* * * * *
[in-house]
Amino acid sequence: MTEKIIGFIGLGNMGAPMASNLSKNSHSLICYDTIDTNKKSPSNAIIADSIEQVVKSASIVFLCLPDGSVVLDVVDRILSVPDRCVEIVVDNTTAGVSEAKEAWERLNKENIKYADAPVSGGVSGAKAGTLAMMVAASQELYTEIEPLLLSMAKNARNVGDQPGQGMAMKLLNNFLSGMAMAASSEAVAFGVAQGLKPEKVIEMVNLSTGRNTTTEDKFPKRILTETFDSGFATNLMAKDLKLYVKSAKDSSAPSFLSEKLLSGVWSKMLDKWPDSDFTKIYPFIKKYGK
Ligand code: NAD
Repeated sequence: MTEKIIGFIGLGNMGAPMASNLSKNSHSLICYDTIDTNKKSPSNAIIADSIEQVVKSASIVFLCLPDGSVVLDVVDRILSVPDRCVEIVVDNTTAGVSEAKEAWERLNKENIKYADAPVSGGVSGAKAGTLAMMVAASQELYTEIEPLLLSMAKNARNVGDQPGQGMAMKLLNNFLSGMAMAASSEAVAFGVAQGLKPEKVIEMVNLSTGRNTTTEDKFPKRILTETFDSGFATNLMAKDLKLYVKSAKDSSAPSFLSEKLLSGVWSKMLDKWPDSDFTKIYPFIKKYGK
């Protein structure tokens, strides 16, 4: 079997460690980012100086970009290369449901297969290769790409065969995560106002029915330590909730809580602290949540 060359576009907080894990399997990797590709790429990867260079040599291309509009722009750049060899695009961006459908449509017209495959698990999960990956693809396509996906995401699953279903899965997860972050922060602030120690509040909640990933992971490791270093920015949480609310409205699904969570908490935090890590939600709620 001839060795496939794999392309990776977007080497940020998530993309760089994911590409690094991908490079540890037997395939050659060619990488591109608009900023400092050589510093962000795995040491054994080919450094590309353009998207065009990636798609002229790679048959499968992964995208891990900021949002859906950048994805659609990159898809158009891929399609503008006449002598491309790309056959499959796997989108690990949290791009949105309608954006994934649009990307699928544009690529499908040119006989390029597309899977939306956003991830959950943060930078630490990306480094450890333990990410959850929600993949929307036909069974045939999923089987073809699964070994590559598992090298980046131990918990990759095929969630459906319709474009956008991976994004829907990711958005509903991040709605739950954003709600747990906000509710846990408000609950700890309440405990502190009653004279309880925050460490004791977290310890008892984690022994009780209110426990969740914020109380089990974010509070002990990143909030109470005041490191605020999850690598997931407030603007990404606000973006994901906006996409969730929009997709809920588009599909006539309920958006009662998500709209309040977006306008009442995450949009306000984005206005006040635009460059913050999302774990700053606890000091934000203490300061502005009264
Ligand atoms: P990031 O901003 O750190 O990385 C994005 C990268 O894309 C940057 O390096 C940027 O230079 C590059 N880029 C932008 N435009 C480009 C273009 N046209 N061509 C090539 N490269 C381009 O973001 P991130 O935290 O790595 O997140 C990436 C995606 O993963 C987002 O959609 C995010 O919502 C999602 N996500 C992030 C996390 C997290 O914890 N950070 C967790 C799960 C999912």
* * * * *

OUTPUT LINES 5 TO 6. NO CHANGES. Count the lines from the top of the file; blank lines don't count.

């Protein structure tokens, strides 16, 4: 079997460690980012100086970009290369449901297969290769790409065969995560106002029915330590909730809580602290949540 060359576009907080894990399997990797590709790429990867260079040599291309509009722009750049060899695009961006459908449509017209495959698990999960990956693809396509996906995401699953279903899965997860972050922060602030120690509040909640990933992971490791270093920015949480609310409205699904969570908490935090890590939600709620 001839060795496939794999392309990776977007080497940020998530993309760089994911590409690094991908490079540890037997395939050659060619990488591109608009900023400092050589510093962000795995040491054994080919450094590309353009998207065009990636798609002229790679048959499968992964995208891990900021949002859906950048994805659609990159898809158009891929399609503008006449002598491309790309056959499959796997989108690990949290791009949105309608954006994934649009990307699928544009690529499908040119006989390029597309899977939306956003991830959950943060930078630490990306480094450890333990990410959850929600993949929307036909069974045939999923089987073809699964070994590559598992090298980046131990918990990759095929969630459906319709474009956008991976994004829907990711958005509903991040709605739950954003709600747990906000509710846990408000609950700890309440405990502190009653004279309880925050460490004791977290310890008892984690022994009780209110426990969740914020109380089990974010509070002990990143909030109470005041490191605020999850690598997931407030603007990404606000973006994901906006996409969730929009997709809920588009599909006539309920958006009662998500709209309040977006306008009442995450949009306000984005206005006040635009460059913050999302774990700053606890000091934000203490300061502005009264
Ligand atoms: P990031 O901003 O750190 O990385 C994005 C990268 O894309 C940057 O390096 C940027 O230079 C590059 N880029 C932008 N435009 C480009 C273009 N046209 N061509 C090539 N490269 C381009 O973001 P991130 O935290 O790595 O997140 C990436 C995606 O993963 C987002 O959609 C995010 O919502 C999602 N996500 C992030 C996390 C997290 O914890 N950070 C967790 C799960 C999912």